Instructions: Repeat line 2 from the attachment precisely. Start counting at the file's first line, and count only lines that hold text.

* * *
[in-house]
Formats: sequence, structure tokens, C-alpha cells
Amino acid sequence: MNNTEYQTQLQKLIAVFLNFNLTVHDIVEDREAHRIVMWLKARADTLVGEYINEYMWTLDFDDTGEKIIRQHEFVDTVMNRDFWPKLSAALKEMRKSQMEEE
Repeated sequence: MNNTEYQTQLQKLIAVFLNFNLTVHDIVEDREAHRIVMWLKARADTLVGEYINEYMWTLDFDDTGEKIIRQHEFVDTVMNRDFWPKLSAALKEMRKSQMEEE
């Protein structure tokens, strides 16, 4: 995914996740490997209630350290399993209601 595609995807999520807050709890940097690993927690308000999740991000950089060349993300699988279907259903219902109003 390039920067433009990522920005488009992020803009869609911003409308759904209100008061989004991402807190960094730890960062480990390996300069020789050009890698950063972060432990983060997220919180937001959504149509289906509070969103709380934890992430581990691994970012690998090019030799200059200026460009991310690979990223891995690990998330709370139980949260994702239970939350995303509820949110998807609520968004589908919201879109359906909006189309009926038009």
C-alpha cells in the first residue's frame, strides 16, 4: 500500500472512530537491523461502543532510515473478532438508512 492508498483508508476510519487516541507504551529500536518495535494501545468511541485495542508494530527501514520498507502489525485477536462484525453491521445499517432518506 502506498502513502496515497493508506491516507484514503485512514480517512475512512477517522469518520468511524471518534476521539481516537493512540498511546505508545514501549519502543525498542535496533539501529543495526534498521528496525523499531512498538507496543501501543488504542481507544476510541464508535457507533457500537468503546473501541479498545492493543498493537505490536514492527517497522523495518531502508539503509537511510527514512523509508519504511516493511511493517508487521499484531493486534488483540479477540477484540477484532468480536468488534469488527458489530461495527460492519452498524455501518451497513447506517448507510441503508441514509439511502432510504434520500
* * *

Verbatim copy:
Formats: sequence, structure tokens, C-alpha cells